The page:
Warning: rant ahead!
I am so fed up with the pronouncements about how cows pollute the environment and cause greenhouse gases, and so, dear reader, the experts say you should eat little or no beef. Here’s a little excerpt from a recent article on the subject (this one happens to come from the Environmental Working Group, but it doesn’t matter, as they all sing the same song):
“Most US. livestock are fattened on fishmeal, corn, soybean meal and other grains. Grain production, in particular, requires significant quantities of fertilizer, fuel, pesticides, water and land. It takes 149 million acres of cropland, 76 million kilos (167 million lbs) of pesticides and 7.7 billion kilos (17 billion lbs) of nitrogen fertilizer to grow this feed. Fertilizer applied to soil generates nitrous oxide (N20), which has 300 times the warming effect of carbon dioxide. Irrigation pumps, tractors and other farm equipment also release carbon dioxide, but in relatively small amounts. Pesticides and fertilizers often end up in runoff that pollutes rivers, groundwater and oceans. Feed crops are heavily subsidized by taxpayers through the federal Farm Bill, to the tune of $45 billion over the past 10 years. Fertilizer and pesticide production requires a significant amount of energy, but our model found that together they account for just 12 percent of the emissions from growing feed. The biggest impact is from the nitrous oxide emissions resulting from fertilizer application.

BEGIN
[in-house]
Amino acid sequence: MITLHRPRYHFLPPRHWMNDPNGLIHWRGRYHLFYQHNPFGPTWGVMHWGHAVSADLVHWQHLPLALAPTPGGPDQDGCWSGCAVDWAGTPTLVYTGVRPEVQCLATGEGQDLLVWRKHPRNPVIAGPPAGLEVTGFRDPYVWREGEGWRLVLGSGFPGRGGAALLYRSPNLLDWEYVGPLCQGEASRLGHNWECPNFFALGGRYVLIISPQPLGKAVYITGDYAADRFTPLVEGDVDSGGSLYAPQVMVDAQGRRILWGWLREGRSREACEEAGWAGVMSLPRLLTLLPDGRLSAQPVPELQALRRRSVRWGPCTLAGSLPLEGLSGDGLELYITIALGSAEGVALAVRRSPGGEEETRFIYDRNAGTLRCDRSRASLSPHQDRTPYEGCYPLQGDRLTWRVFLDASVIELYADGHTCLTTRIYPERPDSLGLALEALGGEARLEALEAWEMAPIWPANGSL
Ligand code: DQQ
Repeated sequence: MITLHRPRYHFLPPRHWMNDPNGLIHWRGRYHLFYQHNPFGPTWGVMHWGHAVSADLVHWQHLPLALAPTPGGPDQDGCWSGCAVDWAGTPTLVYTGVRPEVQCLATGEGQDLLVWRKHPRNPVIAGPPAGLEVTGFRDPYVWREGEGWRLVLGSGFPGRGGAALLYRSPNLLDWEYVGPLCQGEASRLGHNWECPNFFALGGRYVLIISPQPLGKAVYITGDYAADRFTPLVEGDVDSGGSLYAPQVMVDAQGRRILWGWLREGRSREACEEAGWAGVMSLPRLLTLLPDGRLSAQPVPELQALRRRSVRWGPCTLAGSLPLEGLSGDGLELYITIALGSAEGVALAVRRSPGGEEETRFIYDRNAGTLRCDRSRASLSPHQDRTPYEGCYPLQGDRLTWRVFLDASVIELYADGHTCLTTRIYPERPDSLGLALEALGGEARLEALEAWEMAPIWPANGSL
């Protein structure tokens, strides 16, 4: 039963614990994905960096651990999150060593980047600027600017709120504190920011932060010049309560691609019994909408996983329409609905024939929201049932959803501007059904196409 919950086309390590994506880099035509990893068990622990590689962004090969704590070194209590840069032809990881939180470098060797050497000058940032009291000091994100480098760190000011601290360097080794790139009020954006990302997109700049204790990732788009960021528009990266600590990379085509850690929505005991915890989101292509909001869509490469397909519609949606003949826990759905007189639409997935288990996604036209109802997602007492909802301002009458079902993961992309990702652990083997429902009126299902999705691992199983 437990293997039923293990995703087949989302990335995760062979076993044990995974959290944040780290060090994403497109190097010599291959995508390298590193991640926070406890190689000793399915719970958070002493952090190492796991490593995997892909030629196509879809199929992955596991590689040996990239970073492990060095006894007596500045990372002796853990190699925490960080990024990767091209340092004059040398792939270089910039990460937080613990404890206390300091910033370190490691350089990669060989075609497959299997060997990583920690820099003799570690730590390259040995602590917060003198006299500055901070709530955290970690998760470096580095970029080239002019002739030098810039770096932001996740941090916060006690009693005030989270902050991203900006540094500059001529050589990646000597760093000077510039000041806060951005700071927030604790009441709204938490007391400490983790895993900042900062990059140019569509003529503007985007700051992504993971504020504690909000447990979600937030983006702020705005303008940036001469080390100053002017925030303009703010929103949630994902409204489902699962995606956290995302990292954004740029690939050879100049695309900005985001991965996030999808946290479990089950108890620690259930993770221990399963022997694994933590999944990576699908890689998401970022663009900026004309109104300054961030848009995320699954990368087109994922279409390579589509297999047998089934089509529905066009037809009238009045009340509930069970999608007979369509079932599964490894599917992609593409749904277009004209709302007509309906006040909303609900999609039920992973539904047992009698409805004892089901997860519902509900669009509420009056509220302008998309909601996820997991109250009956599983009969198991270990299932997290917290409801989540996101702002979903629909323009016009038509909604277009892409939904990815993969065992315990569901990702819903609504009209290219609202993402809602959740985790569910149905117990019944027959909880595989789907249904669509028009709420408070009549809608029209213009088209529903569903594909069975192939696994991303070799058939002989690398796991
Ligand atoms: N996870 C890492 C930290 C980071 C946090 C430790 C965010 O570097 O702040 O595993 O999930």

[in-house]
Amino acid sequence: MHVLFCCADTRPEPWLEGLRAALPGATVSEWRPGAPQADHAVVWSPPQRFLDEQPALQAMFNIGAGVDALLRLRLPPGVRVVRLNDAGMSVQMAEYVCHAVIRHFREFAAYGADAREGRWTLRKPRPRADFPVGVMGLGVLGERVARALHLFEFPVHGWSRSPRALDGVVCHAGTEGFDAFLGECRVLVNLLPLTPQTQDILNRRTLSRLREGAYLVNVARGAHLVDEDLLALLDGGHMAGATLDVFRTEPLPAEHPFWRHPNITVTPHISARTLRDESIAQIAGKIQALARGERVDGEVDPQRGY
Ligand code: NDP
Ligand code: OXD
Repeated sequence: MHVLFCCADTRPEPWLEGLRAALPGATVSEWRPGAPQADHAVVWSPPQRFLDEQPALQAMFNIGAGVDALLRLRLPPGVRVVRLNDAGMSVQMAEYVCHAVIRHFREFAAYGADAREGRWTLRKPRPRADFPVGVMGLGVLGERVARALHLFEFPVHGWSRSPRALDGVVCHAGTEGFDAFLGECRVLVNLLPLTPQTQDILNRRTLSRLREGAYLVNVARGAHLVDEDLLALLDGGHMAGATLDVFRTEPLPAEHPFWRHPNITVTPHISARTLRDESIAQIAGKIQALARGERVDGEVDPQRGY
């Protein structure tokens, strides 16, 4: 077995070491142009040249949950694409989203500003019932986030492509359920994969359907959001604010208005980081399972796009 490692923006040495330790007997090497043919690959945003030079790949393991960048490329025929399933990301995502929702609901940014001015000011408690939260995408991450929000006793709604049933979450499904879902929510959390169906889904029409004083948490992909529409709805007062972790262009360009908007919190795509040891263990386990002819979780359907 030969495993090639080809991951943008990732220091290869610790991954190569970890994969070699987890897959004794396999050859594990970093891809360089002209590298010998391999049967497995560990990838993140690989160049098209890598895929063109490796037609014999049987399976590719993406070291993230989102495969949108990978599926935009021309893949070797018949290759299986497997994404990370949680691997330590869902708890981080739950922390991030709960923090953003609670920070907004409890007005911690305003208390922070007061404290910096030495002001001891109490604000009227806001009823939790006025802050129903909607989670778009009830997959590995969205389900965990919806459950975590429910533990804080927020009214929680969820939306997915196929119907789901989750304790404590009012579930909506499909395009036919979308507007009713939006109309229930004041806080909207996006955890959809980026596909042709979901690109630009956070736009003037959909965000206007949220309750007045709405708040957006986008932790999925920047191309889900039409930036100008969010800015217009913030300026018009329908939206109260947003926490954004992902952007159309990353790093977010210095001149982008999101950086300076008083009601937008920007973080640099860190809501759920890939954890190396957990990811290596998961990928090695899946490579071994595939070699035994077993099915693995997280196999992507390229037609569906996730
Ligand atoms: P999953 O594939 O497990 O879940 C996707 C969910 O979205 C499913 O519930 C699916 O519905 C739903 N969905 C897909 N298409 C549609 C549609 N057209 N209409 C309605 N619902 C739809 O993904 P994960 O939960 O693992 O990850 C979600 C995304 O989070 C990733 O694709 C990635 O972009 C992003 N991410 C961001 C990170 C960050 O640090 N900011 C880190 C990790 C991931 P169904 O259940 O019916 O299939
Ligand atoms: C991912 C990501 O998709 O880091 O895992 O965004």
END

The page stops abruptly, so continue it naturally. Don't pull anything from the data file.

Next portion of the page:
Animal waste releases nitrous dioxide and methane and pollutes our water and air, especially when it is concentrated. In 2007, US. livestock in confined feeding operations generated about 500 million tons of manure a year, three times the amount of human waste produced by the entire US. population (EPA 2007). Manure is the fastest growing major source of methane, up 60 percent from 1990 to 2008 (EPA 2010) . While manure is a valuable nutrient for plants, it can leach pollutants – including nitrogen, phosphorus, antibiotics and metals – into groundwater when storage facilities leak or too much is spread on farm fields. More than 34,000 miles of rivers and 216,000 acres of lakes and reservoirs in the US. have been degraded by waste from confined feeding operations (EPA 2009). Decomposing waste releases dust, smog odors and toxic gases, including ammonia and hydrogen sulfide, which degrade air quality and can cause itching, dizziness and discomfort to workers and nearby residents.”
The answer to this problem in many minds, is that we should eat less beef, pork, lamb and poultry. To which I say, “Nuts!”
Look, here are some key points about about the current system:
- Cattle, pigs, sheep and chickens are confined in concentrated animal feeding operations (CAFOs).
- They are fed grain, which cows and sheep are not really designed to eat, being ruminants. While pigs and chickens can eat grain, they’re omnivores and do much better if grain is only part of their diet.
- The reason the manure creates problems is because it is concentrated because the animals are confined. If these critters were on pasture, the manure would be enriching the soil.
- Please note, even EWG says the biggest problem in the greenhouse gas issue with current farming methods is the nitrous oxide emissions from commercial fertilizer application.
Now, think about this: we have about 32.6 million beef cows in the US. Approximately 26.2 million cattle are fed in 87,160 CAFOs each year. Before the bison were nearly wiped out, estimates on their numbers ranged from 25 to 70 million. The bison were not in CAFOs; they ranged free, eating grass and dropping their manure, which regenerated the soil. Not to mention the deer,elk and antelope running around doing the same thing.
Gee, do you think the problem could be the way we’re raising the beef?
Picture from this article: http://limn.it/how-shit-happens-or-how-audit-systems-and-sewer-states-lead-to-tainted-beef/